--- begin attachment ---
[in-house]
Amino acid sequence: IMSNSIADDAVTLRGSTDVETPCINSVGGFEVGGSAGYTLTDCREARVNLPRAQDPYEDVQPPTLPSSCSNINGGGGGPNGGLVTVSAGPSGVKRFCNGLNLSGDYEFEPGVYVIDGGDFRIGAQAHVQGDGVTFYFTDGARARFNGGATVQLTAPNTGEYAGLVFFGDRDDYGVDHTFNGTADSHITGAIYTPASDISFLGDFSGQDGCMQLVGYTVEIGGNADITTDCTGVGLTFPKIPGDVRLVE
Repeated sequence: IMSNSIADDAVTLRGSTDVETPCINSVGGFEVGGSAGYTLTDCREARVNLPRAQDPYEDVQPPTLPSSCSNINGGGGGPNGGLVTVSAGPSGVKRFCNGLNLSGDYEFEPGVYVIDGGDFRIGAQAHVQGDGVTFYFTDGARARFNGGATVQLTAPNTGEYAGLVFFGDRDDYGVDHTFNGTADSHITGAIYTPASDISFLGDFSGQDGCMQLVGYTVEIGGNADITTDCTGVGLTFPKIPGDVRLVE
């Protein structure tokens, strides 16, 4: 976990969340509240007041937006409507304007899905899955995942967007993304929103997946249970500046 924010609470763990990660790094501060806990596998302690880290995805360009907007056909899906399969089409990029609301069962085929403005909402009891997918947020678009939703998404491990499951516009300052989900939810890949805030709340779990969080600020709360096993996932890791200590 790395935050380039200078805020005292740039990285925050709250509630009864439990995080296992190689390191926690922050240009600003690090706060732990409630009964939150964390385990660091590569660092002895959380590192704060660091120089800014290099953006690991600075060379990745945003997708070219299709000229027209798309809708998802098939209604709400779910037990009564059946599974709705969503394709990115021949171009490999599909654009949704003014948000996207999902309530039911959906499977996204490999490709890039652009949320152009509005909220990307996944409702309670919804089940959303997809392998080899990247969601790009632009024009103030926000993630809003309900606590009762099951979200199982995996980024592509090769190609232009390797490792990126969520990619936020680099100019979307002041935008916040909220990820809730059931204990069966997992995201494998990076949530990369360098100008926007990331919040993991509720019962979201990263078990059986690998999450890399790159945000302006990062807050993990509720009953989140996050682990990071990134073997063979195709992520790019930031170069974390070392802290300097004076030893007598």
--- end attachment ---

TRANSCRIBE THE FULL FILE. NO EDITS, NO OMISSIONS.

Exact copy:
[in-house]
Amino acid sequence: IMSNSIADDAVTLRGSTDVETPCINSVGGFEVGGSAGYTLTDCREARVNLPRAQDPYEDVQPPTLPSSCSNINGGGGGPNGGLVTVSAGPSGVKRFCNGLNLSGDYEFEPGVYVIDGGDFRIGAQAHVQGDGVTFYFTDGARARFNGGATVQLTAPNTGEYAGLVFFGDRDDYGVDHTFNGTADSHITGAIYTPASDISFLGDFSGQDGCMQLVGYTVEIGGNADITTDCTGVGLTFPKIPGDVRLVE
Repeated sequence: IMSNSIADDAVTLRGSTDVETPCINSVGGFEVGGSAGYTLTDCREARVNLPRAQDPYEDVQPPTLPSSCSNINGGGGGPNGGLVTVSAGPSGVKRFCNGLNLSGDYEFEPGVYVIDGGDFRIGAQAHVQGDGVTFYFTDGARARFNGGATVQLTAPNTGEYAGLVFFGDRDDYGVDHTFNGTADSHITGAIYTPASDISFLGDFSGQDGCMQLVGYTVEIGGNADITTDCTGVGLTFPKIPGDVRLVE
């Protein structure tokens, strides 16, 4: 976990969340509240007041937006409507304007899905899955995942967007993304929103997946249970500046 924010609470763990990660790094501060806990596998302690880290995805360009907007056909899906399969089409990029609301069962085929403005909402009891997918947020678009939703998404491990499951516009300052989900939810890949805030709340779990969080600020709360096993996932890791200590 790395935050380039200078805020005292740039990285925050709250509630009864439990995080296992190689390191926690922050240009600003690090706060732990409630009964939150964390385990660091590569660092002895959380590192704060660091120089800014290099953006690991600075060379990745945003997708070219299709000229027209798309809708998802098939209604709400779910037990009564059946599974709705969503394709990115021949171009490999599909654009949704003014948000996207999902309530039911959906499977996204490999490709890039652009949320152009509005909220990307996944409702309670919804089940959303997809392998080899990247969601790009632009024009103030926000993630809003309900606590009762099951979200199982995996980024592509090769190609232009390797490792990126969520990619936020680099100019979307002041935008916040909220990820809730059931204990069966997992995201494998990076949530990369360098100008926007990331919040993991509720019962979201990263078990059986690998999450890399790159945000302006990062807050993990509720009953989140996050682990990071990134073997063979195709992520790019930031170069974390070392802290300097004076030893007598």